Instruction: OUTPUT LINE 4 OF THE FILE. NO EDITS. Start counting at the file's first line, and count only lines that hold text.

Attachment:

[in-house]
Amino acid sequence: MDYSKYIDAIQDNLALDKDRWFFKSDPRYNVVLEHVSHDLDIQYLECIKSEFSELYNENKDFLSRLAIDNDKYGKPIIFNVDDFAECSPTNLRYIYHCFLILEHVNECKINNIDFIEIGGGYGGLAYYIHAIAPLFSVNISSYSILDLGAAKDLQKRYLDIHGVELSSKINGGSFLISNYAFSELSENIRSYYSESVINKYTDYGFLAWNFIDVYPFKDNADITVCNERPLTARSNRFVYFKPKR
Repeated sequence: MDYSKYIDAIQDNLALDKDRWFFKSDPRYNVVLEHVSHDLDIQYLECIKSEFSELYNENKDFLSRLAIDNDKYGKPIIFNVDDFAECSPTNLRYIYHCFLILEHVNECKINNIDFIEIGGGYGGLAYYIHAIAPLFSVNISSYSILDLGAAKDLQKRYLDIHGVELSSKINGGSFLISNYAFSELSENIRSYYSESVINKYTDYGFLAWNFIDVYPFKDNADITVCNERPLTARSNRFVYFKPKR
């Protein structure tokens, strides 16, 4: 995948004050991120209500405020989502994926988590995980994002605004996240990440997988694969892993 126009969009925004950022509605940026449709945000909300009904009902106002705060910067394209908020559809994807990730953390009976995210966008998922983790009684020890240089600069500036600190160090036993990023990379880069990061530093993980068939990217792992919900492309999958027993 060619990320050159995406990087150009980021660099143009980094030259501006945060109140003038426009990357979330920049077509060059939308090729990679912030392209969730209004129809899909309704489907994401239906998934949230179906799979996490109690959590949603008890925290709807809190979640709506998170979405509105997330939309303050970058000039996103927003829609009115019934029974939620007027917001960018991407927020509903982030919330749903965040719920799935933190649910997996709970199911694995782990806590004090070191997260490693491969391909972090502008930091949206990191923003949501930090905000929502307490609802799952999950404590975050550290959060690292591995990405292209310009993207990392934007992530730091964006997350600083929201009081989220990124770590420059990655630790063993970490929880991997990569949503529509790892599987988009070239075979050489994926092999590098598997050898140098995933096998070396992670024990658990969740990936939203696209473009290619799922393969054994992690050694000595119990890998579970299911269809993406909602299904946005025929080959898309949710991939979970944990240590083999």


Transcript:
């Protein structure tokens, strides 16, 4: 995948004050991120209500405020989502994926988590995980994002605004996240990440997988694969892993 126009969009925004950022509605940026449709945000909300009904009902106002705060910067394209908020559809994807990730953390009976995210966008998922983790009684020890240089600069500036600190160090036993990023990379880069990061530093993980068939990217792992919900492309999958027993 060619990320050159995406990087150009980021660099143009980094030259501006945060109140003038426009990357979330920049077509060059939308090729990679912030392209969730209004129809899909309704489907994401239906998934949230179906799979996490109690959590949603008890925290709807809190979640709506998170979405509105997330939309303050970058000039996103927003829609009115019934029974939620007027917001960018991407927020509903982030919330749903965040719920799935933190649910997996709970199911694995782990806590004090070191997260490693491969391909972090502008930091949206990191923003949501930090905000929502307490609802799952999950404590975050550290959060690292591995990405292209310009993207990392934007992530730091964006997350600083929201009081989220990124770590420059990655630790063993970490929880991997990569949503529509790892599987988009070239075979050489994926092999590098598997050898140098995933096998070396992670024990658990969740990936939203696209473009290619799922393969054994992690050694000595119990890998579970299911269809993406909602299904946005025929080959898309949710991939979970944990240590083999």